Virginia Heffernan writes regularly about digital and pop culture for the Opinion pages of The New York Times. Previously she was “The Medium” columnist at The New York Times Magazine. In an interview with the OpEd Project’s Augusta Hagen-Dillon last week, Heffernan spoke about the changing face of media and what it means for young journalists who are looking to enter the field. As a journalist who has carved her own path and worked for a range of media publications, Heffernan offers critical insight and advice.
If you could tell me a little bit your career path: what led you to journalism? What sort of obstacles did you face and how did they influence the choices you made?
My parents are writers, and I grew up wanting to write. I hoped I’d write poetry. Then I found myself wanting to talk about poetry more than write it, and I realized that what I’d been doing—and wanting to do— was called criticism. I majored in English and Philosophy at the University of Virginia. Richard Rorty was my favorite professor. At the time, he was engineering a way out of philosophy for philosophers, which was his life’s work. His program was a kind of freedom ride—away from empiricism and into the intoxicating (French) fresh air of literary criticism. Bliss was it in that dawn to be alive.
So I wanted to be a critic. By Non-Oedipal coincidence, my dad is a literary critic. I entered a Ph.D. program in English. It freaked me out, and I wanted to try other kinds of writing, so I briefly quit and moved to New York. I worked as a fact-checker at the New Yorker, and wrote for the Boston Phoenix and Salon and DEFUNCT Web 1.0 zines like Stim. I was a cultural critic before I had a beat, so it came naturally to me to believe that, like my heroes, I could and should write about anything—from O.J. Simpson to poetry to “Everybody Loves Raymond”—as long as my methodology was sound. I am in love with critical methodology, with the possibility of “soundness.” It’s a wonderfully elusive and tantalizing goal. I live in fear of having to reveal my methodology, and admire the way great critics incorporate their methodologies into their performances, the way a magician might seem to reveal a trick as part of the illusion. Maybe Thomas Friedman and David Brooks and Maureen Dowd feel this way about their ideologies.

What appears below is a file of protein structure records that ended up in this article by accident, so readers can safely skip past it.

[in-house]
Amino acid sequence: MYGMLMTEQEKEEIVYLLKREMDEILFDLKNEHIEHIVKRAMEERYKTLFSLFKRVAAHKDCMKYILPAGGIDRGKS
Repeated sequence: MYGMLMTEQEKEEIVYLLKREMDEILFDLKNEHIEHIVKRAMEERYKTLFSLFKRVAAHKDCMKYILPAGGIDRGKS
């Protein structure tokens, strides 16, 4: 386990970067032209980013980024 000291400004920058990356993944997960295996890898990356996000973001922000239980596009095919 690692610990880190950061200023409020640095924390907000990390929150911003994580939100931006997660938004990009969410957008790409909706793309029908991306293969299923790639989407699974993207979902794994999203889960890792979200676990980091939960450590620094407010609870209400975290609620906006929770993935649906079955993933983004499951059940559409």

My obstacles, looking back, are intellectual; they are my own shortcomings; they are all still before me.
How do you connect your academic interests with professional pursuits? What drew you to television/ pop culture criticism?
The connection seemed very easy. Academic literary studies have, for a long time, included cultural studies. The transition from the naturalist novels of my dissertation to the reality TV I used to regularly write about for Slate and the Times seemed very normal to me: two ways of representing experience that purport to seem real, or feel real, or BE real. Dreiser novels and “The Hills” have a lot in common.
I recently conducted a byline survey of major news publications to see how many women published opinion pieces, and found that The New York Times features the least female voices. In your personal experience, what would you say is the main cause for this? What do you think the best method for increasing the number of women writers is?
Women don’t frame cultural and political experience in us-and-them terms, which is required for op-ed. But THEY do. So WE should too.
Over the course of your career you have worked for a variety of news outlets. How has your experience with each of these organizations shaped you as a journalist, and the kind of topics you choose to cover?
Editing the Virginia Literary Review in college, with Mike Albo taught me how to run things and collaborate. Writing for the Phoenix and Salon taught me how to work with editors, and be run, as a writer. Writing for Slate taught me to play and take chances, and taught me what an “apperçu” is, and how to notice when you have them. Michael “I Hate Reporting” Kinsley and Jacob Weisberg liked the spectacle of people staking impassioned or (better yet) cold-blooded claims. They cultivated that spectacle, and then the online reactions, and called it a magazine.
Talk was a startup; it taught me enterprise. Harper’s was a family-owned blue-chip nonprofit. It taught me about 403 (B) status.
The Times Arts section taught me consistency and rigor and accountability. Writing the Screens blog taught me CHUTZPAH; I was writing about a form that barely existed (online video) IN a form (a Times blog) that barely existed. The Magazine taught me to relax. I loved it there. Jamie Ryerson and Alex Star are very scholarly, so they didn’t mind an academic locution or two. Op-Ed is by far the most fascinating and challenging job I’ve had. I not only have to stake claims; I have to establish culture—and the much-derided digital and pop culture—as a legitimate subject for claim-staking. It took me awhile to realize that there are plenty of readers who wonder what I’m even doing bringing up “Extreme Couponing” or this or that app in the Pages of the New York Times.